Without winner, Cup is half empty
by Todd Behrendt
Imagine if you will, Justin Leonard and Jose Maria Olazabal walking off the 18th green at Brookline Country Club having come to the mutual conclusion that neither team deserved to lose the 1999 Ryder Cup and agreeing that the Americans and the Europeans should "share" the title.
Now stop laughing.
There are typically two reasons given for the Presidents Cup's second-class citizen status when compared to the Ryder Cup. The first is the Presidents Cup's lack of history; it's certainly harder to get as fired up about an event that's existed since 1996. The second is the lack of enmity that exists between the United States and international teams.
And it was that latter explanation which was on full display Sunday in South Africa when the two teams agreed to share the 2003 Presidents Cup after Tiger Woods and Ernie Els couldn't settle anything after three sudden-death playoff holes. Because if Woods had been playing Colin Montgomerie instead of Els, you can bet the competition wouldn't have been called because of darkness. In fact, it's not hard to picture both teams lining the fairways with flashlights and tiki torches until a winner had been decided.
Instead, we were treated to this post-tie rationalization from U.S. captain Jack Nicklaus: "I have never seen two teams that played harder or played better. I did not find a team that deserved to lose."
Now I suppose you could argue that a team that blows a three-point lead on the final day might not exactly be worthy of victory. And there might be some support for the theory that a player who only needs to halve the final hole of his match to guarantee his squad victory but fails doesn't deserve to get his hands on the Cup.
But that's not my real problem with the decision.
It's because an otherwise thrilling event -- one that would have gone a long way toward establishing the Presidents Cup as a worthy counterpart to the Ryder Cup -- was completely undermined by the lack of a winner.
A different team led after each day of the four-day competition, with the International squad taking a 12 1/2-9 1/2 lead into the final round after sweeping Saturday's four-ball matches, something that had never happened at the Presidents Cup before. Just like they did at Brookline in '99, the Americans mounted a furious rally during the singles competition and were on the verge of defending the title they won in 2000 before Davis Love III blew a 1-up lead over Robert Allenby on the final hole to allow the International squad to forge a 17-17 tie.
Then there were those three playoff holes featuring the top two players in the world going head-to-head, matching par for par to keep the competition going. It couldn't get much better than the third, and what would prove to be final, of those holes. Woods sank a 15-footer for par, putting the pressure squarely on Els, who then responded with a tricky par putt of his own to halve the hole.
"Man, that was actually one of the most nerve-racking moments I've ever had in golf," Woods said afterward.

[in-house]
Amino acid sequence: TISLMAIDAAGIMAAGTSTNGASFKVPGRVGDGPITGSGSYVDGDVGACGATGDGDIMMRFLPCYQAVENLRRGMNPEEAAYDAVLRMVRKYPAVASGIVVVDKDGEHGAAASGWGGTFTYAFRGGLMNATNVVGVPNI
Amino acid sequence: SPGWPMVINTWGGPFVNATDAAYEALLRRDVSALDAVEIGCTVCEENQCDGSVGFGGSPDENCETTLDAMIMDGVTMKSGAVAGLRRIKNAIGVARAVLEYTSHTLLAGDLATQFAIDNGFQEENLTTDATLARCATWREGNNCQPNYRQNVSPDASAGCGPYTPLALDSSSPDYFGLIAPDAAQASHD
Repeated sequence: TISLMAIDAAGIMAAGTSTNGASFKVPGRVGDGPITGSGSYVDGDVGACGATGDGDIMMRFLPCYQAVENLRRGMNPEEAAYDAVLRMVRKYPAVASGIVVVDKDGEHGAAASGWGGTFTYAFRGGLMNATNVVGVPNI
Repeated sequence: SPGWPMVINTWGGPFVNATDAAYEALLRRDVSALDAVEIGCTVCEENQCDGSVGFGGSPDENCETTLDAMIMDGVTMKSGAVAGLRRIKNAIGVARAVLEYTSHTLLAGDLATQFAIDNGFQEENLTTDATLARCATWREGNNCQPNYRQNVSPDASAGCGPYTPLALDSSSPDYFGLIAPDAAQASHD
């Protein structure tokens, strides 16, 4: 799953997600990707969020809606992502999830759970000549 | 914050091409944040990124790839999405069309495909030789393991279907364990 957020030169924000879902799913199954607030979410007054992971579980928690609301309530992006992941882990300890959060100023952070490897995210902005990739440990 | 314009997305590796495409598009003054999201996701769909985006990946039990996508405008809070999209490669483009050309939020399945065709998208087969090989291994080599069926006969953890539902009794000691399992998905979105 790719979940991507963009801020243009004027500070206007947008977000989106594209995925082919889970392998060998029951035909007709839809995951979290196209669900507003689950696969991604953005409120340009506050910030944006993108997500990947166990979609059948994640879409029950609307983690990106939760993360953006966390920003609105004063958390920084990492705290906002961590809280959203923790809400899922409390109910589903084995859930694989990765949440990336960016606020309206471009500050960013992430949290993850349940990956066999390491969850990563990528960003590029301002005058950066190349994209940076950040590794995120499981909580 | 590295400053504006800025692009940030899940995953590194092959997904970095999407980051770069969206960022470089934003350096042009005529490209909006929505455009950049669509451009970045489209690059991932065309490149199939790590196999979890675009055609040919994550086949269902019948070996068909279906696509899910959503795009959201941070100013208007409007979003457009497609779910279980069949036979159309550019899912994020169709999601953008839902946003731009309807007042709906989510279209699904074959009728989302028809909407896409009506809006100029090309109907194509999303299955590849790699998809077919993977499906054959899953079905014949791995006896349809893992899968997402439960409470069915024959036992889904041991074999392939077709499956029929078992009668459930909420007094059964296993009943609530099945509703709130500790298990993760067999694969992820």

But ultimately, all I'll remember from the 2003 Presidents Cup is the lack of a satisfactory conclusion.
And why did it have to be this way?
While I'd like to give the U.S. team the benefit of the doubt in this case and attribute the decision to an overriding sense of fair play and sportsmanship, I can't quite bring myself to do it. Not when Nicklaus' first suggestion was that a tie would result in the defending champion (the United States in this case) retaining the Cup, just like in Ryder Cup play. The International team's response to that plan? Let's play Monday. Only then did Nicklaus relent and offer to share the trophy.
Too many American players have expressed reservations about having to play a team event every year (especially in those years when they have to leave the continental U.S. to do it) to consider anything other than a Sunday night flight home as the primary reason behind the draw. Because the only thing more distasteful to the U.S. squad than having to travel to South Africa at the end of a long season to play for something less than a wad of guaranteed money and the possibility of a six-figure winner's check is having to do all that and stick around for an extra day to boot.
The Americans couldn't bring themselves to say that though without looking like hopelessly pampered athletes who'll soon put aside all their concerns about that long PGA Tour season to play in handfuls of lucrative silly season events. Maybe that's why their stated rationales ended up seeming just so incoherent.
"To have two guys decide the fate of the whole team in extra holes like that, I don't think any of the sides felt comfortable with that to begin with," Woods said. "We're here as a team. And we'd like to decide it as a team."
So sticking around until Monday and having all 12 members participate in some sort of playoff would have worked for Tiger? Somehow I doubt it.
Besides, if Love had just halved the final hole of his match, he'd have beaten Allenby 1-up and the Americans would have won the Cup, 17 1/2-16 1/2. And Woods wouldn't have complained one bit about two guys deciding the fate of the whole team.
But that wasn't the most ridiculous post-playoff statement. No, that honor belongs to the 18-time Grand Slam winner trying to obscure the fact that nobody won with an avalanche of hyperbole.
"It's the most unbelievable event the game of golf has ever seen," Nicklaus said.
Sure. Forget Sarazen's double eagle at Augusta, Nicklaus' final major championship at the age of 46 or Tiger's 15-stroke victory at Pebble Beach. The most unbelievable event the game of golf has ever seen is a draw in a team event that's only been around since 1996.
I'm sorry, but it's not even the most unbelievable team event in the last four years -- a distinction that still belongs to the 1999 Ryder Cup.
If only because someone actually won that competition.